Wednesday, October 14, 2009

Is Intelligent Design Science?

Would you like to foment a lively discussion? Just ask a few friends if intelligent design (ID) theory is scientific. Probably most creationists would say, “Yes.” A few will say, “No.” And others won’t be sure--possibly because they do not understand what scientific means. My discussions with several theistic friends on this topic have resulted in a lively exchange, but not much agreement.

If you like surprises, consider that some prominent atheists consider ID to be both scientific and constitutional to discuss in the classroom. Prominent professor of law and philosophy Thomas Nagel of New York University, a prolific author and brilliant thinker, has stated, “I suspect that the assumption that science can never provide evidence for the occurrence of something that cannot be scientifically explained is the principle reason for the belief that ID cannot be science; but so far as I can see, that assumption is without merit.”

In his article “Public Education and Intelligent Design” in Philosophy and Public Affairs, he continues: “A purely semantic classification of a hypothesis or its denial as belonging or not to science is of limited interest to someone who wants to know whether the hypothesis is true or false.” Nagle also states, “The denier that ID is science faces the following dilemma. Either he admits that the intervention of such a designer is possible, or he does not. If he does not, he must explain why that belief is more scientific than the belief that a designer is possible.”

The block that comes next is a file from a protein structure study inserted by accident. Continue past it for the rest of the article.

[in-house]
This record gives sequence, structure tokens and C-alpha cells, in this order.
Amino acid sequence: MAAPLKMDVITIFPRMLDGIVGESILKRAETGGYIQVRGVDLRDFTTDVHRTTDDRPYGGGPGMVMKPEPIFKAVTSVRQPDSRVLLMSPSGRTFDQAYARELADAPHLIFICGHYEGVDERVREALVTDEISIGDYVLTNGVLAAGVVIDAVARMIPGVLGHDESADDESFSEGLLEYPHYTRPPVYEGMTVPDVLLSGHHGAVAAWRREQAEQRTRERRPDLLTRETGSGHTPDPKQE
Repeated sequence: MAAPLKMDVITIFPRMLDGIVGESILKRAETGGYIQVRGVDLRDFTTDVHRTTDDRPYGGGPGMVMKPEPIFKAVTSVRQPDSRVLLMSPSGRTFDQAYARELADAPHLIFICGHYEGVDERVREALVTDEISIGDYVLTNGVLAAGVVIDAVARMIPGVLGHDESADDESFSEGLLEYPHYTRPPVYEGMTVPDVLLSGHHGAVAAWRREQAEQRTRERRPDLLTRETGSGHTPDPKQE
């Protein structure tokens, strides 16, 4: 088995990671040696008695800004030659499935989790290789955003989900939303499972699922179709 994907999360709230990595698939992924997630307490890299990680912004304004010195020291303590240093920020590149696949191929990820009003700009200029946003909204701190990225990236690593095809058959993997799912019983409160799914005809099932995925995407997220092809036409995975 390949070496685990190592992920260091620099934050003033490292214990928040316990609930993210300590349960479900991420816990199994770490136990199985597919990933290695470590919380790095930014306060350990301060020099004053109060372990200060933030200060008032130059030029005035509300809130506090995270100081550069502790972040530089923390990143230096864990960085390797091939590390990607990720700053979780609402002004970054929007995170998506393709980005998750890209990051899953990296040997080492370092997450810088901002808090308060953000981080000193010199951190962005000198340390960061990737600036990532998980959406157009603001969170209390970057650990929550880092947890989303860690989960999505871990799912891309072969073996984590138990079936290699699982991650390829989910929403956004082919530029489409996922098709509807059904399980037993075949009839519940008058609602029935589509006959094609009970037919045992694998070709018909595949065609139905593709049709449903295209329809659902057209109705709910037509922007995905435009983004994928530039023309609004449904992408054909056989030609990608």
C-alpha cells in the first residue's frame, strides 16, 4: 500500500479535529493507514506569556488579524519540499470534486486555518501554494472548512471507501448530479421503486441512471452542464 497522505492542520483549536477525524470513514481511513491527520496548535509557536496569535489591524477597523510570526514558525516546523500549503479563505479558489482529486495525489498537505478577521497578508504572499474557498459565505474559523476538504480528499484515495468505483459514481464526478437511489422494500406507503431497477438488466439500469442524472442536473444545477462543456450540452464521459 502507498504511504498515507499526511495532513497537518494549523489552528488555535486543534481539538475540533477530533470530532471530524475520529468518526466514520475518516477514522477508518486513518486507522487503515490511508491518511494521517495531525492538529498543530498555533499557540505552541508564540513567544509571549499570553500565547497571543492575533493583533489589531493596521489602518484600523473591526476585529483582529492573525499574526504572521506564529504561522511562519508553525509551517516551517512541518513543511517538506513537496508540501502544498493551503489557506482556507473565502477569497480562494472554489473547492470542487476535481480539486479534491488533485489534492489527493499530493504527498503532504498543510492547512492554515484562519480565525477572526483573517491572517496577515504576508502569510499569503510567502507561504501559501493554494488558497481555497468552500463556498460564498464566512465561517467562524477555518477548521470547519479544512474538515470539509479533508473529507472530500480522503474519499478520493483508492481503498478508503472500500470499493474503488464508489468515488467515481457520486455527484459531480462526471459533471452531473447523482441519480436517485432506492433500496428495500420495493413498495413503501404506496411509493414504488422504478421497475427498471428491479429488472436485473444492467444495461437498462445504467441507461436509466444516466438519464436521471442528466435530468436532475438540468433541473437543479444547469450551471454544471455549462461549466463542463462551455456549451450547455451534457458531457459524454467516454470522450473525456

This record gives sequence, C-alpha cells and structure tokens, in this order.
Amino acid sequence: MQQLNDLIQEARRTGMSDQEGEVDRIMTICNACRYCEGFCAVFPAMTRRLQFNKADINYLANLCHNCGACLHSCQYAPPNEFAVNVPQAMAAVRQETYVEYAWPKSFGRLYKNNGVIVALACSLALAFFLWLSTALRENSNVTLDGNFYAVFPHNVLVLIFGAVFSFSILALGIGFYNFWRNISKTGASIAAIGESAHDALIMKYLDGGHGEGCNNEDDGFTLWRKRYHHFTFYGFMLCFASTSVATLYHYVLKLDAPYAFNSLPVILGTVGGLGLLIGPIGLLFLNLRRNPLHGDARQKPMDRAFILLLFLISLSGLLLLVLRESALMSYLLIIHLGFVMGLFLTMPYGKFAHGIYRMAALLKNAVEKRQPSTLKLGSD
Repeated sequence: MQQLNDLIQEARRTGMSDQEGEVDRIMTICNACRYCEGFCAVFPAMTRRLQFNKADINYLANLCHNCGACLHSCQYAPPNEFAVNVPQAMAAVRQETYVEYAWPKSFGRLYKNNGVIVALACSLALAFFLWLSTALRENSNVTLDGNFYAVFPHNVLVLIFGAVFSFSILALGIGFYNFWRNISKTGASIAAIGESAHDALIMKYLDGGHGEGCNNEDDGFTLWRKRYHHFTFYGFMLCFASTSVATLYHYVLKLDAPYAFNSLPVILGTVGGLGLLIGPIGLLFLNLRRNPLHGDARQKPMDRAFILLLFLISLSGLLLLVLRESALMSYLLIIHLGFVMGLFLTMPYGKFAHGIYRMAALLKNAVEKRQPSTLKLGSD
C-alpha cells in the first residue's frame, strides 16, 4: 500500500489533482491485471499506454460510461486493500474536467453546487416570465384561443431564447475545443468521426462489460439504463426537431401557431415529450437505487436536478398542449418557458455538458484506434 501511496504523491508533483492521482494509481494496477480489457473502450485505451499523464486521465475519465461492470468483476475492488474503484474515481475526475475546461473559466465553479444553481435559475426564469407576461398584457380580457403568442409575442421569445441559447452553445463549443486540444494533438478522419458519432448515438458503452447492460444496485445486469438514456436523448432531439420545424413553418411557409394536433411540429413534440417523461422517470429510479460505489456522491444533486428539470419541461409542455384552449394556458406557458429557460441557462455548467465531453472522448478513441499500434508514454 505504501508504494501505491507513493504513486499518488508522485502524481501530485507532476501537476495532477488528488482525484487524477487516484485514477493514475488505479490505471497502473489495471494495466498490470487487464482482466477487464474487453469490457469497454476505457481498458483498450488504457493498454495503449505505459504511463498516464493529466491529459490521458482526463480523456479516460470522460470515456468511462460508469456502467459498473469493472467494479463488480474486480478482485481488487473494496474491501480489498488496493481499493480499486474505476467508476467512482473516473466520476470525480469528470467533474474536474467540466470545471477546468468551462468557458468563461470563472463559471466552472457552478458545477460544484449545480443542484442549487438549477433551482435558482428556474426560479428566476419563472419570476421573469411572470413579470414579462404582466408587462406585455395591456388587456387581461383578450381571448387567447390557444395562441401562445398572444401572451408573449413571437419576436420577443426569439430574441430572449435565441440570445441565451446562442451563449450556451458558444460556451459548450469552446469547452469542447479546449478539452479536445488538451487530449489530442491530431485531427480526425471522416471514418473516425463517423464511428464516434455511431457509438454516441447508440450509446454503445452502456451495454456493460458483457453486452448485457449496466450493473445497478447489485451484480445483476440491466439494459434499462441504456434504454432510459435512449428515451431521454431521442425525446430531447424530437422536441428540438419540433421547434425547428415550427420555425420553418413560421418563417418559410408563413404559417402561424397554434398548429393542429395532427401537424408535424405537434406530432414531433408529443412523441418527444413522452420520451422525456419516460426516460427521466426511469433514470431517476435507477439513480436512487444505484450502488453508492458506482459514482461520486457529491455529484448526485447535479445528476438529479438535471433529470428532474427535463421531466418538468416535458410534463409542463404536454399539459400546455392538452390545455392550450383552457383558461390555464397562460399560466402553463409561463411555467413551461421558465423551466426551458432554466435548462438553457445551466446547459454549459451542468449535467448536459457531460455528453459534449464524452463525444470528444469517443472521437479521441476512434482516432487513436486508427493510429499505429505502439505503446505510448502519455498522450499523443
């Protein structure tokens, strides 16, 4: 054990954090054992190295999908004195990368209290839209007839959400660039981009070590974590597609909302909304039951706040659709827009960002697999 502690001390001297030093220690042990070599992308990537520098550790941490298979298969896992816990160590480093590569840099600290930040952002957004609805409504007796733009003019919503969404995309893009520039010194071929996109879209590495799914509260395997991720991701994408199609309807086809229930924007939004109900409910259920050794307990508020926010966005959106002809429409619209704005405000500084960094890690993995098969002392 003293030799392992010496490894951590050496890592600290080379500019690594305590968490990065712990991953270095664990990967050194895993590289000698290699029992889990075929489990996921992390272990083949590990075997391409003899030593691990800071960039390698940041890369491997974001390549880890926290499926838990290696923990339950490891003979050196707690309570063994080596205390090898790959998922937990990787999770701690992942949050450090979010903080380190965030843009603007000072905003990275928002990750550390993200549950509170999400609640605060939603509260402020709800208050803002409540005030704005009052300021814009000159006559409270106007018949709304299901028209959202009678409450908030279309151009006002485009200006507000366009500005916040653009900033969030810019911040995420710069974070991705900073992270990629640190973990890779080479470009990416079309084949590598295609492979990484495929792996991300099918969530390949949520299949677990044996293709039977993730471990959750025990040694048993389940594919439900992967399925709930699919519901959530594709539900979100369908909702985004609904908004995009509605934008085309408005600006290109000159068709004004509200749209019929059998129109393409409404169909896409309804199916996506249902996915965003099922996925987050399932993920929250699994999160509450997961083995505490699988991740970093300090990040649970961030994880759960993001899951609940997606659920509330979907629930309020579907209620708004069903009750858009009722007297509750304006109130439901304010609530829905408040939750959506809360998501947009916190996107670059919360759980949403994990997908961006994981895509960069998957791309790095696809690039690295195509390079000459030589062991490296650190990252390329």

In previous posts I have quoted atheist philosopher Bradley Monton and agnostic philosopher David Berlinski. Monton maintains the legitimacy of viewing ID as science and feels we need to ask a more important question: Is ID true?

Evolutionary scientists poke fun at theistic creationists and believers in ID. Their well-publicized statements encourage an army of supporters to endorse their naturalistic worldview. They become enthusiastic cheerleaders for the cause of philosophical naturalism. This cheerleader squad takes comfort from many evolutionary scientists who endorse a naturalistic worldview.

It is ironic that some of the best thinking is being done by a few atheist philosophers such as Thomas Nagel and Bradley Monton. Analyses of the ID/creation vs. evolution discussion should not be based on simplistic, default positions that ID and creationism are irrational and unscientific. Dr. Nagel’s detailed analysis illustrates this well.